Ah, the joys of mattress shopping. Obviously, very few, if any of us, really enjoy the process. The mattresses themselves are so nice and comfy, but its the used car tactics and misinformation and high prices that take all the fun out of a purchase that should be focused on making you feel good.
I have been in the business a long time, and I thought it would be good to share with people just what you are buying when you buy a mattress.
No, you are not just buying a mattress. Stores have a storefront. And the fancier the store location, such as 4th street in Berkeley, the more expensive the mattress. It's called cost of business. Running a business has a cost, and it is the culmination of many factors: location, advertising, salespeople commissions, insurance, dues, fees, licenses, taxes, advertising, trucks, warehousing, shipping. Whew, remind me why I went into business for myself again?!
When you buy that mattress, who you buy it from has everything to do with the cost of the mattress, and the price. If a retailer has a warehouse and keeps a lot of stock, that stock has a cost. And warehousing it has a cost, as does transporting it and handling it. That is on top of the price they paid from the manufacturer. Then you have the rent, the utilities, the commercials, the commission they pay the salespeople...in my estimation, when you buy from a big retail operation like this, you get about $50-$75 worth of mattress for every $1000 you pay at retail. Is it any wonder then that the mattress wears out after just a few years?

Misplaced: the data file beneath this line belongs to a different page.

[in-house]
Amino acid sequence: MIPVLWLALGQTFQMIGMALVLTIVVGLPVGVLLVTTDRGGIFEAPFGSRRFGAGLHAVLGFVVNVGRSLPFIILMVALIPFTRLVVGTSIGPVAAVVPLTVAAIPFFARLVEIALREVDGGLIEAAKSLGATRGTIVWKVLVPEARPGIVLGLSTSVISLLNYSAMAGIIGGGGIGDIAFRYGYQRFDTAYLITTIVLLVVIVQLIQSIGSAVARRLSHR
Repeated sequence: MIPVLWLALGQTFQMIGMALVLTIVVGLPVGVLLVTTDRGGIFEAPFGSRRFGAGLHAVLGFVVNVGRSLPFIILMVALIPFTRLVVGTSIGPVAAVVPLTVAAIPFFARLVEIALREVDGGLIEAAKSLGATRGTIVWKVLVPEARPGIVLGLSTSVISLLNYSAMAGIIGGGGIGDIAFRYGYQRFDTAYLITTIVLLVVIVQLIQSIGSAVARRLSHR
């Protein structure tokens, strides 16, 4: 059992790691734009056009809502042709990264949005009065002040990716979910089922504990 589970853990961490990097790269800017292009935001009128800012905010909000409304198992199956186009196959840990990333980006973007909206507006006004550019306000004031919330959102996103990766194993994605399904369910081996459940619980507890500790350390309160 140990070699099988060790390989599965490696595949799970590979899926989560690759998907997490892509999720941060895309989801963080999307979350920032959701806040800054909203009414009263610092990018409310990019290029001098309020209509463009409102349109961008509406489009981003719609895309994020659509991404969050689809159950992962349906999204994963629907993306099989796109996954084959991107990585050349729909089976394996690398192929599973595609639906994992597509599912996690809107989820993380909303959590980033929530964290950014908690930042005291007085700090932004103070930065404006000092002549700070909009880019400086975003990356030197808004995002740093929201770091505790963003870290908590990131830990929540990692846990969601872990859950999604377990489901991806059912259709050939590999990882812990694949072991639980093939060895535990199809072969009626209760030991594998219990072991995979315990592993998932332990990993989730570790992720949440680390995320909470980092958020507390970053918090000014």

Its one of the reasons going into this business that I wanted to make it more simple, less work, and thus I can make a living and run the business and still provide a good quality affordable product to my customers. There are several factors I employ.
1. I try to partner with as many brands that drop ship as possible. This keeps me from having to hire people to unload trucks and load trucks. It allows me to operate without having to pay for and manage a warehouse, that rent, and the insurance and utilities. And a truck to run the stock around.
2. Finding brands with a high profile and good reputation. If they are active on the internet and have good traffic, and good reviews, I don't have to spend as much on advertising.
3. Focus on showrooms. By practicing the above, I can just focus on preparing and operating a showroom, and not have to be in a high traffic/high rent area. That equals less expenses, better prices, more value for the dollar for my customer.
So, the next time you see ":Mattress sale", take a look at their operation, ask questions: Where does it come from, how far does this product travel, where is it housed, etc. After all, its your hard earned money, you want value, right?